Libya army in Benghazi clashes with Ansar al-Sharia
Nine people have been killed in clashes between the Libyan army and an Islamist militia in the restive city of Benghazi, officials say.
Gunfire could be heard from the early hours of the morning and smoke was seen rising in part of the city.
Casualties were reported among both the army and Ansar al-Sharia, an armed Islamist group suspected of killing US ambassador Christopher Stevens in 2012.
The government has struggled to contain militias in control of parts of Libya.
The BBC's Rana Jawad in Tripoli says the latest fighting is seen as one of the most serious and direct confrontations between official forces and this militia.
Ten days ago, Prime Minister Ali Zeidan called on all militias to leave the capital, Tripoli, after fatal clashes between militiamen and protesters.
The militias took part in the uprising that led to the fall of Col Muammar Gaddafi in 2011 but have been told by the interim government to disband or join the army by the end of the year.
Reports from Libya's second city early on Monday spoke of explosions and gunfire in the Ras Obeida area.
The fighting erupted after a civilian was stopped at a checkpoint manned by Ansar al-Sharia because he was carrying a weapon, a military source told the BBC. The man was allegedly beaten, prompting a special forces unit to move in.
Acting Interior Minister Sidiq Abdel-Karim told Libyan TV that nine people had been killed and another 49 wounded in the clashes.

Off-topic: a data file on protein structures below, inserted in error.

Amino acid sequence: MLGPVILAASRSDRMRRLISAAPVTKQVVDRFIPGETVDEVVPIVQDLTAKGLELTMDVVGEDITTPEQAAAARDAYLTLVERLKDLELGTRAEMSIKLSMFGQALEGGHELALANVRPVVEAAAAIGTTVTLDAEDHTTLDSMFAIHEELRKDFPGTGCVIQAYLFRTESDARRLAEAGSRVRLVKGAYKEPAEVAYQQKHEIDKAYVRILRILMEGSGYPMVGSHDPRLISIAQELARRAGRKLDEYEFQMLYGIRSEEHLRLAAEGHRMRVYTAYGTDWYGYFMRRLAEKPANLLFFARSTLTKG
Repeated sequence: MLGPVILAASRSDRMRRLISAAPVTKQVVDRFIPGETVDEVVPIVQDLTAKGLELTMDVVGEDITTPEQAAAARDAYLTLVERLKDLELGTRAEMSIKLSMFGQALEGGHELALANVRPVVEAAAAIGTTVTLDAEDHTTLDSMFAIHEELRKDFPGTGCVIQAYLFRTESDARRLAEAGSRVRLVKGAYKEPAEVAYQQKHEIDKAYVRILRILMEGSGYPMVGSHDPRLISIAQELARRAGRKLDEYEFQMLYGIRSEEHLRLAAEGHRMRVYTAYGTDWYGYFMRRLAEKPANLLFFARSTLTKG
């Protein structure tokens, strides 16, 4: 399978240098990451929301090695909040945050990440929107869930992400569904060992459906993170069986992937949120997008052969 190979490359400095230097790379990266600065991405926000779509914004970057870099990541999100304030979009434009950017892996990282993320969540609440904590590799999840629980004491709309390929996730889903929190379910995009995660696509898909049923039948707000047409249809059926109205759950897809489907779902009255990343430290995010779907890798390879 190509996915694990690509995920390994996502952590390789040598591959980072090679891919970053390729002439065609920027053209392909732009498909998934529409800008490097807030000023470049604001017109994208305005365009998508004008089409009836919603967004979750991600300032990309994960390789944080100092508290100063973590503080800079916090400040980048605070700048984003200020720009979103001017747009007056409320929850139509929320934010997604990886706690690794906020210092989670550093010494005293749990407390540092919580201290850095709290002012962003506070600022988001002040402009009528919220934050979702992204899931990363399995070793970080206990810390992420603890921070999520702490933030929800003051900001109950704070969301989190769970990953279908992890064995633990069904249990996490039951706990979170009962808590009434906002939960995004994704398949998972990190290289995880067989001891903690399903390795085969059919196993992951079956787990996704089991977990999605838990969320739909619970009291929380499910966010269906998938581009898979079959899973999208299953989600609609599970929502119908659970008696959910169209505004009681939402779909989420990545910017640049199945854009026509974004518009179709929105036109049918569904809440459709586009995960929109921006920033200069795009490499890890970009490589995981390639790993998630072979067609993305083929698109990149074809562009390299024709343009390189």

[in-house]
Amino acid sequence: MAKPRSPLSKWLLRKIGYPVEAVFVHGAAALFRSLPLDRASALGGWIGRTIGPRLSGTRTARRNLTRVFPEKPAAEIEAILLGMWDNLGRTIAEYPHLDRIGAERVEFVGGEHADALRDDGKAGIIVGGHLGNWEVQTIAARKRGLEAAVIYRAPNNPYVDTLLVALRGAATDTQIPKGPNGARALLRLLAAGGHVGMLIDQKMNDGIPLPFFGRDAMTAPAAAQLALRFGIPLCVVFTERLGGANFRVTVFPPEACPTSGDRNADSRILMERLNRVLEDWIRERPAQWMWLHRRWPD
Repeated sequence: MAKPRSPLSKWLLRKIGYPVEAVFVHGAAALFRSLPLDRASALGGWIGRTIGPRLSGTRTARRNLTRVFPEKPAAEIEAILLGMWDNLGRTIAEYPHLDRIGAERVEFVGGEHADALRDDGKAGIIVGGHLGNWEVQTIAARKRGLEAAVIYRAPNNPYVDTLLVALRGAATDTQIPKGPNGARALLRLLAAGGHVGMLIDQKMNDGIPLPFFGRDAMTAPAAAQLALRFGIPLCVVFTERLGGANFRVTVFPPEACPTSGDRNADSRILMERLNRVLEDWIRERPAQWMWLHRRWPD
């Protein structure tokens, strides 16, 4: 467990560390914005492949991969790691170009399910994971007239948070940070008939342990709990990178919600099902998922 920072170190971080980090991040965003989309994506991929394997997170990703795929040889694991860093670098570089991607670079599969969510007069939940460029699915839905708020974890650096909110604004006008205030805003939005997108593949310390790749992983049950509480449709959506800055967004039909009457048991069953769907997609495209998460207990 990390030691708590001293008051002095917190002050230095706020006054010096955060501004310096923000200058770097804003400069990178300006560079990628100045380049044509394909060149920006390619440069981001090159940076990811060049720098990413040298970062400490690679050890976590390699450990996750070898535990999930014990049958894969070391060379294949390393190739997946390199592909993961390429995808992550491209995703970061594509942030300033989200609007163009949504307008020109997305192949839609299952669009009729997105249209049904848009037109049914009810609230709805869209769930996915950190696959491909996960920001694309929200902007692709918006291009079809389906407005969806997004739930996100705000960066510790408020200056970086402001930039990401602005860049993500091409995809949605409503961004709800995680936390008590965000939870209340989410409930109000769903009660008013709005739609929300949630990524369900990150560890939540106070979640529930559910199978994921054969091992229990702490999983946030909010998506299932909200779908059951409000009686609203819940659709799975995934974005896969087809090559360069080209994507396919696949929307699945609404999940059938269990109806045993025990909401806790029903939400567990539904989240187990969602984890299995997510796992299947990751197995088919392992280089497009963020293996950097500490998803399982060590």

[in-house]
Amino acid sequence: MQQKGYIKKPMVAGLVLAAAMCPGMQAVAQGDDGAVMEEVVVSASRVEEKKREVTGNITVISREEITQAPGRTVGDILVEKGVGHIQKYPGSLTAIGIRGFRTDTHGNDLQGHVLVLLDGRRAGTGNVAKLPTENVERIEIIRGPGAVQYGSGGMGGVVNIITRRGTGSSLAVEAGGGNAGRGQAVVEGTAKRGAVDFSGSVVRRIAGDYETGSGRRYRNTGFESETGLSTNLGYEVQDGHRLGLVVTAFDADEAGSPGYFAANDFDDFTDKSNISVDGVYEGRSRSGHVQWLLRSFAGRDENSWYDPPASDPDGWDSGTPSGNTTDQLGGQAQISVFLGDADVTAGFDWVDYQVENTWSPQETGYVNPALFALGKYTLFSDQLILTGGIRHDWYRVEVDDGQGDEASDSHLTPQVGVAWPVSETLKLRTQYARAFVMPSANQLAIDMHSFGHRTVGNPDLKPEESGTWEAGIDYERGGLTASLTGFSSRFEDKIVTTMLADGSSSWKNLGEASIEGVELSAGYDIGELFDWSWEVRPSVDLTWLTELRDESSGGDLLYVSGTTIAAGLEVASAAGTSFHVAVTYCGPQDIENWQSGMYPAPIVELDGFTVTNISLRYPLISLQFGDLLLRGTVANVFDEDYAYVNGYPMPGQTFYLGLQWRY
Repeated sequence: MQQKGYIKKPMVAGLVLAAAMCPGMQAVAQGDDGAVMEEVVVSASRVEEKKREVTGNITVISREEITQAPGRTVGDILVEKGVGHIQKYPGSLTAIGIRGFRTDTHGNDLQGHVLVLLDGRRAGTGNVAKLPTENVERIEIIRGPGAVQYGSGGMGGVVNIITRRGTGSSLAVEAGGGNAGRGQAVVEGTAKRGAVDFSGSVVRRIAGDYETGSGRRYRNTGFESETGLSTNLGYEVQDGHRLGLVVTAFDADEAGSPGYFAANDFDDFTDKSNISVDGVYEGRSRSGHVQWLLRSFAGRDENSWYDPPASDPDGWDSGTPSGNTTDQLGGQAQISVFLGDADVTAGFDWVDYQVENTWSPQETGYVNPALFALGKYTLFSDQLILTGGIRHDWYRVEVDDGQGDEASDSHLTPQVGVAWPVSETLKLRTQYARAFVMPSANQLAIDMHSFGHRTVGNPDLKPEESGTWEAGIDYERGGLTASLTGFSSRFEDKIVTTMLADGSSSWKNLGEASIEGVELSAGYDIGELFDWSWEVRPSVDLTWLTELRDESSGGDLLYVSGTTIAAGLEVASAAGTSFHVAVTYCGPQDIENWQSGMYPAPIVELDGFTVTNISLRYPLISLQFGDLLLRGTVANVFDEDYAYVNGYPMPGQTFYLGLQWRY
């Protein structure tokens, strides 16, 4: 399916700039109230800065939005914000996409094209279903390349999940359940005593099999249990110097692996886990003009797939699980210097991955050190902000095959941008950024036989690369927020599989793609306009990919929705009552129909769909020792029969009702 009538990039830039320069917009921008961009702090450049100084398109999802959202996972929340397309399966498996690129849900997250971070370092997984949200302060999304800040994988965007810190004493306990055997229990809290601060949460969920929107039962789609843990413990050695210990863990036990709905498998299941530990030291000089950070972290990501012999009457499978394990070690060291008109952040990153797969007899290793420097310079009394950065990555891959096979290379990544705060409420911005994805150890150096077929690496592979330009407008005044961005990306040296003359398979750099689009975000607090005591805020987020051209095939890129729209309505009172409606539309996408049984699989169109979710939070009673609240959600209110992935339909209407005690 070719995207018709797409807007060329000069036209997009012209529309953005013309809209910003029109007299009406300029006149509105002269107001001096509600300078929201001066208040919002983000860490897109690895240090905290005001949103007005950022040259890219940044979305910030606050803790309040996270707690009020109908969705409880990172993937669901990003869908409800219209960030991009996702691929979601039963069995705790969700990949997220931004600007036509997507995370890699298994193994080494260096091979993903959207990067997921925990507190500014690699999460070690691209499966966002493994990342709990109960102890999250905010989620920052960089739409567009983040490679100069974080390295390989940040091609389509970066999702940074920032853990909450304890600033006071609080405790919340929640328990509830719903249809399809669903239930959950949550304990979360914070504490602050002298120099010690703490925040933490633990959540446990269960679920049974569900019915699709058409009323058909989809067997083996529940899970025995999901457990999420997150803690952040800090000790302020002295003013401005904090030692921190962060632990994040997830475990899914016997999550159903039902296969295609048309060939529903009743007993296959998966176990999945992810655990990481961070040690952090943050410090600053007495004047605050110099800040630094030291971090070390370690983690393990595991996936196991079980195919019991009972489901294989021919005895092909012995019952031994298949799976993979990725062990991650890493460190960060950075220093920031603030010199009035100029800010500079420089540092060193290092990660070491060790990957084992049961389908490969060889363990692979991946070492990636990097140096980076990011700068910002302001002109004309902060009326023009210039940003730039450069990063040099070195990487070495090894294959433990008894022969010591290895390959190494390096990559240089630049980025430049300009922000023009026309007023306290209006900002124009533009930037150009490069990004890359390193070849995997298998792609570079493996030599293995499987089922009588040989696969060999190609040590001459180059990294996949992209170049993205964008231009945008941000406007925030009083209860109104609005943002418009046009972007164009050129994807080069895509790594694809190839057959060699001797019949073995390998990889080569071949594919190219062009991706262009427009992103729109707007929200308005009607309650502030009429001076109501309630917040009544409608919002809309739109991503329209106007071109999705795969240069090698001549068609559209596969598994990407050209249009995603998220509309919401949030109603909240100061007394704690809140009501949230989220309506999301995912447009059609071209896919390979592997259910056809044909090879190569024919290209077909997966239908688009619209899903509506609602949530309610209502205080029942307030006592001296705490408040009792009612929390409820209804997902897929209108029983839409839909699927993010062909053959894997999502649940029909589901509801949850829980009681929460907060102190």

The injured were taken to Jala hospital and several civilians were said to be among those hurt.
"The latest events show the urgent need to implement law 53 to disband all [illegally] armed groups. The army and all its forces are carrying out its legal duties," Mr Abdel-Karim said.
He warned the army was a "red line" not to be crossed.
Heavy but intermittent clashes began at about 02:00 local time (midnight GMT) and continued until late morning in various areas of the city. "This is the end of Ansar al-Sharia," a military source told the BBC.
The army has been driving around Benghazi urging residents to stay at home. An urgent appeal has been broadcast for blood donors in the city, reports say.
"People are going about their business but schools are closed and the university has suspended classes until things settle down," Benghazi resident Adam Jhani-Stephens told the BBC.
Local TV said officials had begun a meeting in an attempt to bring the violence to an end.
Benghazi, one of Libya's most volatile areas, was where the uprising of Col Gaddafi began. It was also where the US ambassador and three other Americans were killed in an attack on the US consulate on 11 September 2012.
Ansar al-Sharia, which is believed to have ties with foreign Islamist groups, has been linked to a series of attacks in eastern Libya.
Several Islamist groups have formed from the anti-Gaddafi rebels and they have been blamed for recent murders in nearby Derna. A judge, two traffic police and a tribal chief have died in the port city east of Benghazi in just over a week.
Last month, Prime Minister Zeidan was abducted and held for several hours by militiamen in a Tripoli hotel.
After talks in London on Sunday with US Secretary of State John Kerry and UK Foreign Minister William Hague, Mr Zeidan said Libya had done a great deal "to get rid of the militias".
Mr Kerry told reporters that Libya had gone through great turmoil, particularly in recent weeks, but spoke of a moment of opportunity.
"The prime minister informed us of a transformation that he believes is beginning to take place and could take place because the people of Libya have spoken out and pushed back against the militias," he said.